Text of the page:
By The Bakersfield Californian
The director of Mental Health Services for Kern County, interviewed awhile back on KGET-TV, reported that the incidence of violence in the cohort of the mentally ill is no more than for the general population. His statement is directly contradicted by the National Institute of Mental Health, the national clearinghouse for research and program development for mental illness.
I would wager that NIMH's research is exhaustive, valid and reliable. A few numbers: In research involving 10,000 interviews, it was found that 2.1 percent of those not meeting the diagnostic criteria for mental illness committed a violent act in the previous year. For those diagnosed with schizophrenia, 12.7 percent; for depression, 11.7 percent; for bipolar disorder, 11 percent; for alcohol abuse/dependence, 24.6 percent; and for drug abuse/dependence, 34.7 percent. Those numbers pertain to violent acts in the previous year only. How much larger might they be if the research window was opened to two or three years, or more?
It seems, at the very least, the mentally ill are violent about five times more than the non-mentally ill (2.1 percent vs. 11 percent for the least violent subject group). We then hear a qualification: Well, those in treatment and remission are no more violent than your neighbor. OK, but those in remission are by definition not manifesting the symptoms of mental illness (at least not while in remission).
And treating the mentally ill is like trying to hit an erratically moving target; symptoms rarely stand still, and psychiatric patients rarely stay on their meds for long because of their many undesirable side effects. Even with psychiatric meds, symptoms of mental illness wax and wane in response to any number of external and internal triggering factors requiring med levels to be constantly adjusted while the moving target is forever chased. Treatment is always one lap behind whatever is happening symptom-wise today.
Ever since the Lanterman-Petris-Short and Short-Doyle enactments in the early 1970s, with all of their good intentions, the public at large has been exposed to increasing levels of disturbing if dangerous misconduct on the part of the untreated seriously mentally ill.
Whereas before such individuals could be housed in public and private mental hospitals and kept in "protective custody" to various degrees, these enactments threw open the hospital doors for the mentally ill through which they all rushed for their liberty (except for the most dangerous, who were declared by the court to be a danger to themselves, a danger to others, or gravely disabled).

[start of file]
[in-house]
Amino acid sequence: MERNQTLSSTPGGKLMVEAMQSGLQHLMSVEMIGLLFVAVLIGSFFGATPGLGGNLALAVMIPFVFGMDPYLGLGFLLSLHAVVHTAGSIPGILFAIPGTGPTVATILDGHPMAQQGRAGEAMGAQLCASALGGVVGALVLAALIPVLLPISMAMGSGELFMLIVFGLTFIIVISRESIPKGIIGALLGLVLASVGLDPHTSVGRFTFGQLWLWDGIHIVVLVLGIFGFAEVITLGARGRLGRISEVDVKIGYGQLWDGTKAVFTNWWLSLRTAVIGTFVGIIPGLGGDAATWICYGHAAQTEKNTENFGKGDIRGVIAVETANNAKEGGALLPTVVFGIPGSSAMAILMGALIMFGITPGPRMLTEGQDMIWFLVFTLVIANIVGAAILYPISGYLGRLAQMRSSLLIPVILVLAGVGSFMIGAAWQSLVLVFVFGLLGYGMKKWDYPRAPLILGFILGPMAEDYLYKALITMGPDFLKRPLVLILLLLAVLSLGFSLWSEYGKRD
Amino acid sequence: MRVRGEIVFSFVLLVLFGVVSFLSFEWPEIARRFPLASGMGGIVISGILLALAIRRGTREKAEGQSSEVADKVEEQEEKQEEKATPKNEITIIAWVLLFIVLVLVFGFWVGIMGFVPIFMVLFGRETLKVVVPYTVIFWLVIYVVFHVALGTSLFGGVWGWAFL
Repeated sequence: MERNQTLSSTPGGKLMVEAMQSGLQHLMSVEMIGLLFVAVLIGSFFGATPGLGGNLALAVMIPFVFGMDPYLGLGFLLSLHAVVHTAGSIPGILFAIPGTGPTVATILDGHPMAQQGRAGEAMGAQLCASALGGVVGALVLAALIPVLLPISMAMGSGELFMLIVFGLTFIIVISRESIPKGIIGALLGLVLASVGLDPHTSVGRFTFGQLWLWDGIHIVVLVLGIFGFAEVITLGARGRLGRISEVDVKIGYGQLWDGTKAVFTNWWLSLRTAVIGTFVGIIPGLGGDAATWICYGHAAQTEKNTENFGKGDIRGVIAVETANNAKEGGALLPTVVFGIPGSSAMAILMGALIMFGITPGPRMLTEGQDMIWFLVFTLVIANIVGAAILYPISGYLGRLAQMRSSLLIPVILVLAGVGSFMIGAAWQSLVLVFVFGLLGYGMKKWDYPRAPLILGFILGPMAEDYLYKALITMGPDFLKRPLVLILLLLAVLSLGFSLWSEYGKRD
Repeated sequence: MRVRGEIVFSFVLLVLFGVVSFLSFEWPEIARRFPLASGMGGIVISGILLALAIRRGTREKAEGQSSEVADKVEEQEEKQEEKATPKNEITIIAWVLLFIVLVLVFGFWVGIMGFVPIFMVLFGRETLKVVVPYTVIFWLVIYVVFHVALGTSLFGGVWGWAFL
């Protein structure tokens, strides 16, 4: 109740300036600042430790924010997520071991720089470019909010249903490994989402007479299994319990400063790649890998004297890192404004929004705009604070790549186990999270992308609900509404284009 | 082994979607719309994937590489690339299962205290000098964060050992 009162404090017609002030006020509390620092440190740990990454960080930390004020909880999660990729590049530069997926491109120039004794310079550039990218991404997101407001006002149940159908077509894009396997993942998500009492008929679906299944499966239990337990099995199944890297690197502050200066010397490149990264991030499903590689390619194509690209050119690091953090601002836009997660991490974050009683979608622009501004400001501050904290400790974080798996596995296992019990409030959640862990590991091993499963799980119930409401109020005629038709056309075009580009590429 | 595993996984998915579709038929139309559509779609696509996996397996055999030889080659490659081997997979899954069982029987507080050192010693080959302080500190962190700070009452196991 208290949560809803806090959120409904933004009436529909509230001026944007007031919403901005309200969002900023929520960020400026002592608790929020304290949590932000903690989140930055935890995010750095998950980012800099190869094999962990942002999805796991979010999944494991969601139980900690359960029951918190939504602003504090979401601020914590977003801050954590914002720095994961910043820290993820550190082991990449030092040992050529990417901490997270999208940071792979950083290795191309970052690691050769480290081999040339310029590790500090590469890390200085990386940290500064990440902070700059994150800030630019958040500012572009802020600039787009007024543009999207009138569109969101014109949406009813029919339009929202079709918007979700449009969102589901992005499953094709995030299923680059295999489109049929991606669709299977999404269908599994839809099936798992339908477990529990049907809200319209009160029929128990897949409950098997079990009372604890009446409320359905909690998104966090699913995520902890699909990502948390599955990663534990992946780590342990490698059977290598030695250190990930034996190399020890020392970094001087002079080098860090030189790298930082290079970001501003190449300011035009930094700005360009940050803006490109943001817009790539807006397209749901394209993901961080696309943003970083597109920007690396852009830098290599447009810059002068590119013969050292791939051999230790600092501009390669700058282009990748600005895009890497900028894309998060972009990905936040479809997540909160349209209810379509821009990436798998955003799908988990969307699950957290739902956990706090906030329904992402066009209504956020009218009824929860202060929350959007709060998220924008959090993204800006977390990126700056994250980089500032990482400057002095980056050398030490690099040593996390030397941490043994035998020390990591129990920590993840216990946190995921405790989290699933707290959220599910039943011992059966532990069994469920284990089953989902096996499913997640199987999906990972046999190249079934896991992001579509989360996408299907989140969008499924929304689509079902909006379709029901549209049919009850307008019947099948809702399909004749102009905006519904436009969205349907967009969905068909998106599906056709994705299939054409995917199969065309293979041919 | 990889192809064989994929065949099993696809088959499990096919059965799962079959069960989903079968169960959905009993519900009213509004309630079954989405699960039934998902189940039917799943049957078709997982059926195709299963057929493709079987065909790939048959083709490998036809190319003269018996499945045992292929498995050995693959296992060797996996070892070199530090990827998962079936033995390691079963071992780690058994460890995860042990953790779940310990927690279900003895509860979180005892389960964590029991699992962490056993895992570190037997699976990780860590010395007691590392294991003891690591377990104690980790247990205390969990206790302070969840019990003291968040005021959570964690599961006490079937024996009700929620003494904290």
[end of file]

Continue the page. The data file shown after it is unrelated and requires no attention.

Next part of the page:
Once out, they tossed their meds (because of those bad side effects) and their symptoms slowly (or rapidly) returned. Now, every city in the country has its shelters for these homeless, wandering, mendicant, at times dangerous, untreated seriously mentally ill. Prisons are full of them, and soon, at least in California, so will be our county jails.
Not a pretty picture. And in this day and age of diminishing public resources, the question of "what to do" is virtually unanswerable. We've shuttered mental hospitals. Once having had 10 throughout the state, we're now down to five. Same with closures around the nation. Across the country, prisons have become the default and de facto mental hospital system. Jails will soon follow. Hospitals shuttered and deteriorating for decades, or razed for other land-use purposes, cannot be made to reappear. Our land of countless civil liberties now finds itself immobilized in a "what do we do now" quagmire. We can treat those willing to be treated. But what about those not who know they need treatment but are unwilling to be treated?
The Lanterman-Petris-Short and Short-Doyle enactments require, except for those declared judicially to be a danger to themselves, a danger to others or gravely disabled, that all mentally ill be left alone and left to their own devises. OK, so who answers for all the innocents who suffer at the hands of the untreated mentally ill at large? We pride ourselves as being a kindly nation. How about showing the same kindness toward the victims of the mentally ill as we show the mentally ill themselves? There's got to be a balance.
Brik McDill, Ph.D., of Tehachapi has spent 40 years in private practice in clinical and forensic psychology. Community Voices is an expanded commentary of 650 to 700 words. The Californian reserves the right to edit all submissions for length and clarity.